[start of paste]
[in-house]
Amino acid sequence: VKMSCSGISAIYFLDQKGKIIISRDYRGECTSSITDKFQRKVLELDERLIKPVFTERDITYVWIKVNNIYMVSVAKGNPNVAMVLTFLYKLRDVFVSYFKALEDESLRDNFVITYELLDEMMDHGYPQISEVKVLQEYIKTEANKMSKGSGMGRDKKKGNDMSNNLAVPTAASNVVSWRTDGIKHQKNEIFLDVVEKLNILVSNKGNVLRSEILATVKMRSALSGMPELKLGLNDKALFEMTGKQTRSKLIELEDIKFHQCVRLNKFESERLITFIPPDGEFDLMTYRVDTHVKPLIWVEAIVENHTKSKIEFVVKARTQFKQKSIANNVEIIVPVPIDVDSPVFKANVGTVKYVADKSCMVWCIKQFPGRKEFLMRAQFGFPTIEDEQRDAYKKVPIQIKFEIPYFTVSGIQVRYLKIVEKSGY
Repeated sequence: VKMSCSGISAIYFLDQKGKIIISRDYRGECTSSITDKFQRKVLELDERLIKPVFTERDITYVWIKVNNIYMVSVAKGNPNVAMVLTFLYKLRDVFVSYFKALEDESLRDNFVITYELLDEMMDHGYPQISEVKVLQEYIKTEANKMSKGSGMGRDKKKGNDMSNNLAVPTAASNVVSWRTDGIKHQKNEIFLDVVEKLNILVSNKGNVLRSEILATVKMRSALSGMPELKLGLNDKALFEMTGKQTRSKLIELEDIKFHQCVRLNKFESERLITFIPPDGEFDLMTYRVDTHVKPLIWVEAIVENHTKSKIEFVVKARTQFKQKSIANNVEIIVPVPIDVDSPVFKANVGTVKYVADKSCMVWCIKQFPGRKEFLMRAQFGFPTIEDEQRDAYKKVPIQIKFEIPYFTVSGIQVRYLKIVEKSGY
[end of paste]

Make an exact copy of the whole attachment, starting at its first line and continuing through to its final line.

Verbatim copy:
[in-house]
Amino acid sequence: VKMSCSGISAIYFLDQKGKIIISRDYRGECTSSITDKFQRKVLELDERLIKPVFTERDITYVWIKVNNIYMVSVAKGNPNVAMVLTFLYKLRDVFVSYFKALEDESLRDNFVITYELLDEMMDHGYPQISEVKVLQEYIKTEANKMSKGSGMGRDKKKGNDMSNNLAVPTAASNVVSWRTDGIKHQKNEIFLDVVEKLNILVSNKGNVLRSEILATVKMRSALSGMPELKLGLNDKALFEMTGKQTRSKLIELEDIKFHQCVRLNKFESERLITFIPPDGEFDLMTYRVDTHVKPLIWVEAIVENHTKSKIEFVVKARTQFKQKSIANNVEIIVPVPIDVDSPVFKANVGTVKYVADKSCMVWCIKQFPGRKEFLMRAQFGFPTIEDEQRDAYKKVPIQIKFEIPYFTVSGIQVRYLKIVEKSGY
Repeated sequence: VKMSCSGISAIYFLDQKGKIIISRDYRGECTSSITDKFQRKVLELDERLIKPVFTERDITYVWIKVNNIYMVSVAKGNPNVAMVLTFLYKLRDVFVSYFKALEDESLRDNFVITYELLDEMMDHGYPQISEVKVLQEYIKTEANKMSKGSGMGRDKKKGNDMSNNLAVPTAASNVVSWRTDGIKHQKNEIFLDVVEKLNILVSNKGNVLRSEILATVKMRSALSGMPELKLGLNDKALFEMTGKQTRSKLIELEDIKFHQCVRLNKFESERLITFIPPDGEFDLMTYRVDTHVKPLIWVEAIVENHTKSKIEFVVKARTQFKQKSIANNVEIIVPVPIDVDSPVFKANVGTVKYVADKSCMVWCIKQFPGRKEFLMRAQFGFPTIEDEQRDAYKKVPIQIKFEIPYFTVSGIQVRYLKIVEKSGY